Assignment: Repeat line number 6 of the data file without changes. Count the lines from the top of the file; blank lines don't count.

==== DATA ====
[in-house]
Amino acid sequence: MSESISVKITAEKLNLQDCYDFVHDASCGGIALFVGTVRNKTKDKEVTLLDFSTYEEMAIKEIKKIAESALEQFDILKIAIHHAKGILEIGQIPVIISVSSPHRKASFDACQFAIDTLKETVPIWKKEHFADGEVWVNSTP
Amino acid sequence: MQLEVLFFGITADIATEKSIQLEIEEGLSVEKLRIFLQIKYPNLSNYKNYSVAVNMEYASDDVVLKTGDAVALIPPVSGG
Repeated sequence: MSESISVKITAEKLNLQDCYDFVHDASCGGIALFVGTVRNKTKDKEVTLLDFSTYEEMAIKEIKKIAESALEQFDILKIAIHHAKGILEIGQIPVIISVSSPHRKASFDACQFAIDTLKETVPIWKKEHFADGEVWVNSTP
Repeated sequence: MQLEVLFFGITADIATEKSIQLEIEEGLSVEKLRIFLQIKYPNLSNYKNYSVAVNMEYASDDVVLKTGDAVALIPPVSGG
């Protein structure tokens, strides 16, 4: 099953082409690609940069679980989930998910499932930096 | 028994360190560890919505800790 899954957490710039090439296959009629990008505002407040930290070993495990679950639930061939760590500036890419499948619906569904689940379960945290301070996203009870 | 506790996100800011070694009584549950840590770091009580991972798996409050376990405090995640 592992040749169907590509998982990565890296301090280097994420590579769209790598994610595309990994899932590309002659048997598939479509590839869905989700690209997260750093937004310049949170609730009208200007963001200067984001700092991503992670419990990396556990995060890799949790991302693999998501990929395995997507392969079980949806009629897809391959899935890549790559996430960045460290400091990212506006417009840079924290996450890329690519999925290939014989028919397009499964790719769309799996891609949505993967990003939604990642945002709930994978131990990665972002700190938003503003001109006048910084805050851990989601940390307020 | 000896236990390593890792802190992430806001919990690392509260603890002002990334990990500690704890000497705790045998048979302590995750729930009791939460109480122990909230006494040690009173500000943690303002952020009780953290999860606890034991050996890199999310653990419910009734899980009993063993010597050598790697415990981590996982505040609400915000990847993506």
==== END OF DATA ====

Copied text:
């Protein structure tokens, strides 16, 4: 099953082409690609940069679980989930998910499932930096 | 028994360190560890919505800790 899954957490710039090439296959009629990008505002407040930290070993495990679950639930061939760590500036890419499948619906569904689940379960945290301070996203009870 | 506790996100800011070694009584549950840590770091009580991972798996409050376990405090995640 592992040749169907590509998982990565890296301090280097994420590579769209790598994610595309990994899932590309002659048997598939479509590839869905989700690209997260750093937004310049949170609730009208200007963001200067984001700092991503992670419990990396556990995060890799949790991302693999998501990929395995997507392969079980949806009629897809391959899935890549790559996430960045460290400091990212506006417009840079924290996450890329690519999925290939014989028919397009499964790719769309799996891609949505993967990003939604990642945002709930994978131990990665972002700190938003503003001109006048910084805050851990989601940390307020 | 000896236990390593890792802190992430806001919990690392509260603890002002990334990990500690704890000497705790045998048979302590995750729930009791939460109480122990909230006494040690009173500000943690303002952020009780953290999860606890034991050996890199999310653990419910009734899980009993063993010597050598790697415990981590996982505040609400915000990847993506």